By the charters of Jas. I and Chas. II, the corporation consists of a portreeve, twelve burgesses, and an indefinite number of freemen, assisted by a town-clerk, two serjeants at mace, and other oflicers.  The portreeve, who is also justice of the peace, is annually elected on the 13th of September by the corporation at large, and may appoint a deputy, who is also a justice of the peace; the burgesses, as vacancies occur, are chosen from the freemen, who are admitted only by favour of the corporation, by whom also the town clerk and serjeants at mace are appointed.  The corporation continued to return two members to the Irish parliament till the Union, when the borough was disfranchised.  The borough court, formerly held before the portreeve or his deputy, has issued no process since 1820, and has since fallen into total disuse; the borough officers exercise no municipal jurisdiction, and though a portreeve is annually chosen, the corporation may be considered as virtually extinct.  General sessions are held twice in the year, and petty sessions on alternate Mondays before the county magistrates and the portreeve, who acts also as a magistrate for the county.  The court house, or Tholsel, contains the requisite apartments for holding the courts, and a suite of assembly rooms, and previously to the erection of the present bridewell, the basement story was used as a prison; the bridewell has separate wards and day rooms, with airing yards, for the classification of prisoners.

The parish comprises 3498 3/4 statute acres, of which 2802 are applotted under the tithe act.  The land is of middling quality, and about two thirds of it are under tillage; the system of agriculture is much improved, and there is very little waste land or bog.  Limestone of good quality abounds, and is quarried both for burning into lime and for building.

The principal seats are Boyne Hill, the residence of Lieut. Col. T. Gerrard, beautifully situated on the bank of the river; Belmont, of J. Goggan, Esq.; and a handsome residence recently erected, near the road to Dublin, by L. Byron, Esq., M.D., commanding some pleasing views.  In the immediate vicinity of the town, though within the limits of Donaghmore parish, is Black Castle, the handsome seat of R. R. Fitzherbert, Esq., beautifully situated in a tastefully improved demesne.

The living is a rectory, in the diocese of Meath, united by act of council, in the 17th century, to the rectories of Ardsallagh and Donaghmore, and in the patronage of the Crown.  The tithes amount to £275: the glebe of the union comprises 15 1/2 statute acres, valued at £23. 15. per ann.; and the gross revenue of the benefice is £728. 15.  The church, towards the repairs of which the Ecclesiastical Commissioners have recently granted £226, is a neat modern edifice, rebuilt, with the exception of the old tower, which is of elegant design, in 1818, at an expense of £1700, of which £600 was a gift and £1100 a loan from the late Board of First Fruits; it contains a handsome organ, presented to the parish by Mrs Savage.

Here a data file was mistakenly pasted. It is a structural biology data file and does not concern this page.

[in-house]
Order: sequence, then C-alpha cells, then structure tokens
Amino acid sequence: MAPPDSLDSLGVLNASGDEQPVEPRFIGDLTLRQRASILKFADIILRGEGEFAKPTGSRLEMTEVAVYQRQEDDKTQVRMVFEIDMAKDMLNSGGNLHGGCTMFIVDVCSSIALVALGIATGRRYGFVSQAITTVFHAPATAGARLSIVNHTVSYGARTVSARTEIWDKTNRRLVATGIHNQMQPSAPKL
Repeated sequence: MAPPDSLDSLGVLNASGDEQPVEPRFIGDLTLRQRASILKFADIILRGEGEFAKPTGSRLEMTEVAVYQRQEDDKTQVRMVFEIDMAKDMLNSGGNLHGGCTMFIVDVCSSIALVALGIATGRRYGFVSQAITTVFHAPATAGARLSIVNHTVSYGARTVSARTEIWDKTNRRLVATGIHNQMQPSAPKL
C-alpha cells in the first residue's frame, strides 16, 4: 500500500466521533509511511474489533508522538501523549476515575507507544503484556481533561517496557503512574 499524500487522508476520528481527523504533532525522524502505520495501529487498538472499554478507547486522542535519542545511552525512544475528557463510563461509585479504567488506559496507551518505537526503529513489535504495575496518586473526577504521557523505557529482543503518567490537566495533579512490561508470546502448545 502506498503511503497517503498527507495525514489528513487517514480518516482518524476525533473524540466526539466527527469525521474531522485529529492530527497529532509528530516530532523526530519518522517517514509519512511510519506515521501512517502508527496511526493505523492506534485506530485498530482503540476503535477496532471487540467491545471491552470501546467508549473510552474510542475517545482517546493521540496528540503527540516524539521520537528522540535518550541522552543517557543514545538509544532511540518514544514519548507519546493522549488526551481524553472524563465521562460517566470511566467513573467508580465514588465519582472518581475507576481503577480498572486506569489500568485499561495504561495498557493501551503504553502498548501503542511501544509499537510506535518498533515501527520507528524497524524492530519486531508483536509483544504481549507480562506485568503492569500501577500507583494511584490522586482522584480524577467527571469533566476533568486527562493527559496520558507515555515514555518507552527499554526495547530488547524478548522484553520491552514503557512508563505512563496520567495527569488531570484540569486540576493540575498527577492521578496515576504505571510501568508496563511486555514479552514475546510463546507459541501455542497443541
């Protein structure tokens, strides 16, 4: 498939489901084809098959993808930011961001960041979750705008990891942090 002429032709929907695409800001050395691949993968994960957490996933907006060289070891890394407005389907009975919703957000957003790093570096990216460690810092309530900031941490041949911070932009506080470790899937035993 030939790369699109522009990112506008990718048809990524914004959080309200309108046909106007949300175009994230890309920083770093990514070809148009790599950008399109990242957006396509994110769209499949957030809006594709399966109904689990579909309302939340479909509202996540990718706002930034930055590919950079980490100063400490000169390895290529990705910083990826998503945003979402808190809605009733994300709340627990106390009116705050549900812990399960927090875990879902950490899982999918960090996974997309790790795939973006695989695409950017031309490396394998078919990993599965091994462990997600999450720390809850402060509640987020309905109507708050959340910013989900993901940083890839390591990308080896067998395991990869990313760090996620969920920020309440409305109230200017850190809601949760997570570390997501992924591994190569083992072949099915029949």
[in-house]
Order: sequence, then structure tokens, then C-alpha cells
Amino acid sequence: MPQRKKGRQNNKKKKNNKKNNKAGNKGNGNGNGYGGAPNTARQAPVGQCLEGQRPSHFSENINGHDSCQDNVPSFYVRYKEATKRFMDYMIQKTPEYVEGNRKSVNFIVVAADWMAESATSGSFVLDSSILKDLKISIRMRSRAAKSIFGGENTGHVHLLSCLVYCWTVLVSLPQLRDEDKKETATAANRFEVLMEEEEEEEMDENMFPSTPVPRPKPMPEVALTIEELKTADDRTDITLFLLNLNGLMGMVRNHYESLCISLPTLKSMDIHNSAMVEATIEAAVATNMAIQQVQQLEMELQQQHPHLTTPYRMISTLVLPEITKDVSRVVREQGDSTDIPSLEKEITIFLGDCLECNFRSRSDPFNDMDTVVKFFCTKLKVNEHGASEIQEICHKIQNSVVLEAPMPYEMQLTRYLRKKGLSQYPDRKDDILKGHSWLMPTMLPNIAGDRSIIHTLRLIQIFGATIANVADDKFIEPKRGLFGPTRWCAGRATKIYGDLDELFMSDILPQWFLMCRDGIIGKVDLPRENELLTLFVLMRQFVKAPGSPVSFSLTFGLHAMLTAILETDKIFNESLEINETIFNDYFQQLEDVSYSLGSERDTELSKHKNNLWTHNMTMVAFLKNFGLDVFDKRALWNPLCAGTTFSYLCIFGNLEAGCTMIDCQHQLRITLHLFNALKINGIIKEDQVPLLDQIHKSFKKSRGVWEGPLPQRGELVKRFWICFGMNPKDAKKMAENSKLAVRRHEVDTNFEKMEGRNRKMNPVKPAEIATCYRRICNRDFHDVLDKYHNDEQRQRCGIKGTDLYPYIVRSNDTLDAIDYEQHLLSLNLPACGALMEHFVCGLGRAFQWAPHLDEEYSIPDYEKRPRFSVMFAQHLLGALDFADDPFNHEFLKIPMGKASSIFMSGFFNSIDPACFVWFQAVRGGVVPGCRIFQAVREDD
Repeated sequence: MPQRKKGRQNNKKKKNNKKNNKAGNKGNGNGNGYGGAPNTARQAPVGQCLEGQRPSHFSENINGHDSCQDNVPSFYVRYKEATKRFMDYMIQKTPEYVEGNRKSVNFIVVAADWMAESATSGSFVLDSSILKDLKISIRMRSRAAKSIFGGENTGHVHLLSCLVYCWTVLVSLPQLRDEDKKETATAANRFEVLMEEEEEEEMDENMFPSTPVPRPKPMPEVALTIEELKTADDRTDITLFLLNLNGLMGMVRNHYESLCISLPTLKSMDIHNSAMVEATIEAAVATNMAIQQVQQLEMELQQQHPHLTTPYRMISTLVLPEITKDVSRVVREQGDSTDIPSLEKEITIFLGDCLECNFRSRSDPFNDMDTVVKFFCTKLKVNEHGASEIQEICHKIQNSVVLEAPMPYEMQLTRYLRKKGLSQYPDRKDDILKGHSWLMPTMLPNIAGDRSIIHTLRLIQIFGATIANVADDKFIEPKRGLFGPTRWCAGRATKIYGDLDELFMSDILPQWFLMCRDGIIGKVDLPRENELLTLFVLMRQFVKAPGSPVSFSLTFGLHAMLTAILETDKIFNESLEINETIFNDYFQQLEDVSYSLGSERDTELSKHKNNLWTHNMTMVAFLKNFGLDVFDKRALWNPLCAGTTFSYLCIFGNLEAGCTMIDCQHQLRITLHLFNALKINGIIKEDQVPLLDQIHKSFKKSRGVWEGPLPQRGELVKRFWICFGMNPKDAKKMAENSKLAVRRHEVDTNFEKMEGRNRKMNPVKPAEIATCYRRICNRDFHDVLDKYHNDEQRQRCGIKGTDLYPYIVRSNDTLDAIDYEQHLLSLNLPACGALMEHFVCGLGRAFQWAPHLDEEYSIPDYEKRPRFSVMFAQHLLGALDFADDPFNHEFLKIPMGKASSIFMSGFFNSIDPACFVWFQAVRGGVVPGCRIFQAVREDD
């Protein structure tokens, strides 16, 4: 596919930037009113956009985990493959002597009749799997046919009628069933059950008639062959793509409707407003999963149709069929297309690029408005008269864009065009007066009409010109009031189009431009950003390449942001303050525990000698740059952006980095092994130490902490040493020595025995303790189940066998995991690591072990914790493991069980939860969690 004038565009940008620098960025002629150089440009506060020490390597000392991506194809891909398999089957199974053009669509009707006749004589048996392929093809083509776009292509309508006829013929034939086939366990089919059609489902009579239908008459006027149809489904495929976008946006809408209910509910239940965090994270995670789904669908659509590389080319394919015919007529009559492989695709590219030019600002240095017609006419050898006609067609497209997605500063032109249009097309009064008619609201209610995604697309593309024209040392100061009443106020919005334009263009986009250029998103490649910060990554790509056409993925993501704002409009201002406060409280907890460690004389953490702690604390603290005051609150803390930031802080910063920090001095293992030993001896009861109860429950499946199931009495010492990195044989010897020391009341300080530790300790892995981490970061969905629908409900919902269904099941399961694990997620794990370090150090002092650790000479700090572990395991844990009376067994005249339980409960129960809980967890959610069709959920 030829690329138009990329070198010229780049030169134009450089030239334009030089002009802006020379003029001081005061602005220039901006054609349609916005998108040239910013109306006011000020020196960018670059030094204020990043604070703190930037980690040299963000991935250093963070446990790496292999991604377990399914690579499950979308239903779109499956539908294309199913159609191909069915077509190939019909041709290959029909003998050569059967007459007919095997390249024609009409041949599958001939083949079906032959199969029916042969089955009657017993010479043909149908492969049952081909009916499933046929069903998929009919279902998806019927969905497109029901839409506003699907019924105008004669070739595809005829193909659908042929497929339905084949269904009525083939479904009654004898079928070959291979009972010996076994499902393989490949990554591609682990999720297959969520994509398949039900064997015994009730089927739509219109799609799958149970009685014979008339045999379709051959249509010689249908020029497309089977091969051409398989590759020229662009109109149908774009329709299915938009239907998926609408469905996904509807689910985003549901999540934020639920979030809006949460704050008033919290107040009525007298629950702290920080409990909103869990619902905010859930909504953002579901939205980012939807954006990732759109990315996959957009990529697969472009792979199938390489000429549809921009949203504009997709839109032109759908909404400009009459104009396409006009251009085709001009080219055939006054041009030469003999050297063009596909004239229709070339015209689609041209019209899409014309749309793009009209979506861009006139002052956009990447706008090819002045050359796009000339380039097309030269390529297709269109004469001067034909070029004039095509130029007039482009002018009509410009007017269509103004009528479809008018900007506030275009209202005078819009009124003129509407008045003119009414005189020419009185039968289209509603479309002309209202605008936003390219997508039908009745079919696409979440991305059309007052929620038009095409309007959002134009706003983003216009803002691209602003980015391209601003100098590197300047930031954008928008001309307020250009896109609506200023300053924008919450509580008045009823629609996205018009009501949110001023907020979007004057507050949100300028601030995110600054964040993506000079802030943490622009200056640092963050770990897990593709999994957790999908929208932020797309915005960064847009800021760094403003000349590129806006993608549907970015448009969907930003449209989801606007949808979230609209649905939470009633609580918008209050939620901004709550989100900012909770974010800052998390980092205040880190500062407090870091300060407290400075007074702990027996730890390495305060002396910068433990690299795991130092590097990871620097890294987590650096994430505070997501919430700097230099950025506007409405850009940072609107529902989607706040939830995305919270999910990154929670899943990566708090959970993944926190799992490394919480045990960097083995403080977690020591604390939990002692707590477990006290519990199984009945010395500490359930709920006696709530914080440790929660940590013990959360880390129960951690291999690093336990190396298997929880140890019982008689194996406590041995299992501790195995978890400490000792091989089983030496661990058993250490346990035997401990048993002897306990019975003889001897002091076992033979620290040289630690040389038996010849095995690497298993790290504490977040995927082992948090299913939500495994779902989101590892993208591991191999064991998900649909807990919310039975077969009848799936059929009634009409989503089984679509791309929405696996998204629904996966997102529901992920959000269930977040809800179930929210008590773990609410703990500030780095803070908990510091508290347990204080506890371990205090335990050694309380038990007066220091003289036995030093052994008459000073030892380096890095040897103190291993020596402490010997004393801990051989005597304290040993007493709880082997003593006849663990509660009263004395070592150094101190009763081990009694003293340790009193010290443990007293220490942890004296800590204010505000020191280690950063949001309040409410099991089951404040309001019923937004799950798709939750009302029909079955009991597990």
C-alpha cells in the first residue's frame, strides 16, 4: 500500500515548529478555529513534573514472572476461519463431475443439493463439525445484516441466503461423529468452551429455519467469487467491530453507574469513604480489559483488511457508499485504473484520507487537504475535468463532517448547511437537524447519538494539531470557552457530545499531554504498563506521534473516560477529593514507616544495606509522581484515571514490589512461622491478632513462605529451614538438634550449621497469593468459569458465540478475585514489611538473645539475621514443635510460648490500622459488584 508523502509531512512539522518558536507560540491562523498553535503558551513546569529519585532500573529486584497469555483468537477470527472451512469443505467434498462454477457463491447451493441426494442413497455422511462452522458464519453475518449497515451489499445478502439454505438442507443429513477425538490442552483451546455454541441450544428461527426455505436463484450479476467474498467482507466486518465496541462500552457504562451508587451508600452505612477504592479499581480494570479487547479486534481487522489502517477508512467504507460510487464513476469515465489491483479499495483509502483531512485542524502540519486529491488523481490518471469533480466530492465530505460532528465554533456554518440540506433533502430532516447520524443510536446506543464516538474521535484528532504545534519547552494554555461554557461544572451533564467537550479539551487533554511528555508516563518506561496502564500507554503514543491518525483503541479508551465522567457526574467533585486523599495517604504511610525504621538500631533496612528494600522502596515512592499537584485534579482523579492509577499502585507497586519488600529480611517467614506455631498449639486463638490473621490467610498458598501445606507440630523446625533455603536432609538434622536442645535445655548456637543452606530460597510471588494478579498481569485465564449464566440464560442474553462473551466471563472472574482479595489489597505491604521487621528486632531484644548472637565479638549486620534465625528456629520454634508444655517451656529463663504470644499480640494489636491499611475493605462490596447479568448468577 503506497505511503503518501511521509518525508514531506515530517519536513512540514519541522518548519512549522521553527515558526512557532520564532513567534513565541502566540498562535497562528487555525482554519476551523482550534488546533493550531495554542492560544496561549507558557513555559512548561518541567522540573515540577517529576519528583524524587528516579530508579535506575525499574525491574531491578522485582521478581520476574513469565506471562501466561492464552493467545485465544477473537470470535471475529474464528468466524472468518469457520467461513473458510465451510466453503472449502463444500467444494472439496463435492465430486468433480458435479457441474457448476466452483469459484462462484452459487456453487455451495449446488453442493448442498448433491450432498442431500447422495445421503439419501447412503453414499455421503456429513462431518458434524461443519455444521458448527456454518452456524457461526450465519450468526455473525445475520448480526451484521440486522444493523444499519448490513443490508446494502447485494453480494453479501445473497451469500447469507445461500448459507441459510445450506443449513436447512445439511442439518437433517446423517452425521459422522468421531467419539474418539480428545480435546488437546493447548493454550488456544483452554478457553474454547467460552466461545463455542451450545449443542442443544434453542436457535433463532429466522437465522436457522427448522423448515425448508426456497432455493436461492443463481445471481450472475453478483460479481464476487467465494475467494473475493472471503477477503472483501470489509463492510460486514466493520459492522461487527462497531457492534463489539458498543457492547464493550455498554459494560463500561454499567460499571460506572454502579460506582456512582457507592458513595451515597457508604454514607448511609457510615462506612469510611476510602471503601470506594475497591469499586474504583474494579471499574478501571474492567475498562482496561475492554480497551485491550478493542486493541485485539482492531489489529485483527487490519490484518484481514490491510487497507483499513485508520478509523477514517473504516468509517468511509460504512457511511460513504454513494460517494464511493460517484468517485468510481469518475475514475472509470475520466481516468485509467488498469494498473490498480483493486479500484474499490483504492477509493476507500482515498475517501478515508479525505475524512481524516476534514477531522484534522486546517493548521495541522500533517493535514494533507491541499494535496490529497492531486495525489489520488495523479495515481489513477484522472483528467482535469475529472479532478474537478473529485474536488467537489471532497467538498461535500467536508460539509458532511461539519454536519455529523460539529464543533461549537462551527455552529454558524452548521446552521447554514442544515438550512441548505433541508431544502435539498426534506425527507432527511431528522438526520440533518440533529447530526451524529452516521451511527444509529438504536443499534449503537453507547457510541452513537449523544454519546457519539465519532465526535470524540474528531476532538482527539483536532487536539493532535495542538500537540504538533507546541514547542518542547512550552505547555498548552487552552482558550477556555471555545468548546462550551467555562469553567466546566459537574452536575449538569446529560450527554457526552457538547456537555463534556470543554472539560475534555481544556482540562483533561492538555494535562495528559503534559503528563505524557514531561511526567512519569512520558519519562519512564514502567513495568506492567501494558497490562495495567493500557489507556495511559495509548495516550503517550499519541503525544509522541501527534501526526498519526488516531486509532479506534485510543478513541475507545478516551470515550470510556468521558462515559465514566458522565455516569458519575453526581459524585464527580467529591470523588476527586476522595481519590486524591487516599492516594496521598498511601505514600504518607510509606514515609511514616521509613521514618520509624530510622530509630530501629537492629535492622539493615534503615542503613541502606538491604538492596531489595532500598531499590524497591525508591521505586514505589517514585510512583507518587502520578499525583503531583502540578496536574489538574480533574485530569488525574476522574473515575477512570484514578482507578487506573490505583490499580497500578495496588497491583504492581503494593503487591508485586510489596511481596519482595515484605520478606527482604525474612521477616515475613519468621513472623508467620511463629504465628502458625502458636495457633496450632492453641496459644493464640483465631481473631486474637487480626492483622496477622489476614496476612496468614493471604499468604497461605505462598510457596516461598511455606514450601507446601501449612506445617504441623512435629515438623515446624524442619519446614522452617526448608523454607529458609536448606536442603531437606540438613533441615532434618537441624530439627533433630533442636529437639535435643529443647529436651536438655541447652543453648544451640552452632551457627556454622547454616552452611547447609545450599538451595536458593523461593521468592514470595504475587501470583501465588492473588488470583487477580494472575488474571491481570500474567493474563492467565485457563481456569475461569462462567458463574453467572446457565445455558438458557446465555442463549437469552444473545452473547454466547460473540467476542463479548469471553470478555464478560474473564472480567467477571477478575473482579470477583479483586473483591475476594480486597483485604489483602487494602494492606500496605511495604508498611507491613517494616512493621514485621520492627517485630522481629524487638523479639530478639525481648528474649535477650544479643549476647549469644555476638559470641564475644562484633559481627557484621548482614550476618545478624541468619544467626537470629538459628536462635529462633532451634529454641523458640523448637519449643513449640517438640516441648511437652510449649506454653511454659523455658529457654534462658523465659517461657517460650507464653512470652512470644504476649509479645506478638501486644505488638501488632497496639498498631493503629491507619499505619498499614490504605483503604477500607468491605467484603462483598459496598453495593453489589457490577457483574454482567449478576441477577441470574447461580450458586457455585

In the R. C. divisions the parish is the head of a union or district, comprising also the parishes of Donaghmore, Ardsallagh, and Bective: the chapel is a handsome Grecian edifice, now in course of erection upon an extensive scale; there is also a chapel at Bective. Near the R. C. chapel is the convent of the Ladies of Loretto, a handsome edifice, attached to which are two schoolrooms, one in connection with the National Board, in which are 200 girls, who are gratuitously instructed by the sisters of the convent ; and the other a private seminary for young ladies.

The Navan endowed school was founded by Alderman Preston, of Dublin, who by will bequeathed 800 plantation acres of land in Queen's county, of which he appropriated seven sixteenth parts to this school, five to a similar school at Ballyroan, and four sixteenths to the Blue Coat school in Dublin; the course of education includes an efficient preparation for the University, for which the  charge must not exceed one guinea per quarter; the appointment of the master is vested in the Rev. Joseph Preston, of Bellinter.

There is also an extensive R. C. seminary for students intended for the priesthood or for any of the learned professions: the school is under the direction and superintendence of three R. C. clergymen; the premises are extensive, and annexed to them is a private chapel. About 400 children are taught in the public schools of the parish; and there are nine private schools, in which are about 450 children.

The County Infirmary is a plain building, not well adapted to its purpose; the fever hospital is of modern date, and contains ample accommodation of a superior kind.  There are also a charitable loan society, entirely supported by Mrs. Fitzherbert, and a society for the relief of the destitute sick poor.  At the western extremity of the town is a large moat of considerable elevation, commanding from its summit a very extensive and interesting prospect.